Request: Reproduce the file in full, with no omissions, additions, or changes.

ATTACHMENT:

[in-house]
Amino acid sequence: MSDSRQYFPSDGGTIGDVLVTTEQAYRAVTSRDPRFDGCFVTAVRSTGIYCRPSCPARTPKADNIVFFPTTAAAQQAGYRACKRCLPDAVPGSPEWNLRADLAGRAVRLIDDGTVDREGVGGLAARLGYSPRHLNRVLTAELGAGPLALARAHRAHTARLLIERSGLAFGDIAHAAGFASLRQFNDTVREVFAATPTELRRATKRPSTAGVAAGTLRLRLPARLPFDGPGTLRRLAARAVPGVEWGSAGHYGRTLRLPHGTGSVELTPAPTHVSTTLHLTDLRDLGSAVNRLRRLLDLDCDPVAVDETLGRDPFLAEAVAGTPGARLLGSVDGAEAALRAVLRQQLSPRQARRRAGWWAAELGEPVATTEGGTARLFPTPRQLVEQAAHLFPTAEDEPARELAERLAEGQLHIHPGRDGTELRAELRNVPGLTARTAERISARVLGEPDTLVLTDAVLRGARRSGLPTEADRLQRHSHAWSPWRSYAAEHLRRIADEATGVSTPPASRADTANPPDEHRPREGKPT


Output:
[in-house]
Amino acid sequence: MSDSRQYFPSDGGTIGDVLVTTEQAYRAVTSRDPRFDGCFVTAVRSTGIYCRPSCPARTPKADNIVFFPTTAAAQQAGYRACKRCLPDAVPGSPEWNLRADLAGRAVRLIDDGTVDREGVGGLAARLGYSPRHLNRVLTAELGAGPLALARAHRAHTARLLIERSGLAFGDIAHAAGFASLRQFNDTVREVFAATPTELRRATKRPSTAGVAAGTLRLRLPARLPFDGPGTLRRLAARAVPGVEWGSAGHYGRTLRLPHGTGSVELTPAPTHVSTTLHLTDLRDLGSAVNRLRRLLDLDCDPVAVDETLGRDPFLAEAVAGTPGARLLGSVDGAEAALRAVLRQQLSPRQARRRAGWWAAELGEPVATTEGGTARLFPTPRQLVEQAAHLFPTAEDEPARELAERLAEGQLHIHPGRDGTELRAELRNVPGLTARTAERISARVLGEPDTLVLTDAVLRGARRSGLPTEADRLQRHSHAWSPWRSYAAEHLRRIADEATGVSTPPASRADTANPPDEHRPREGKPT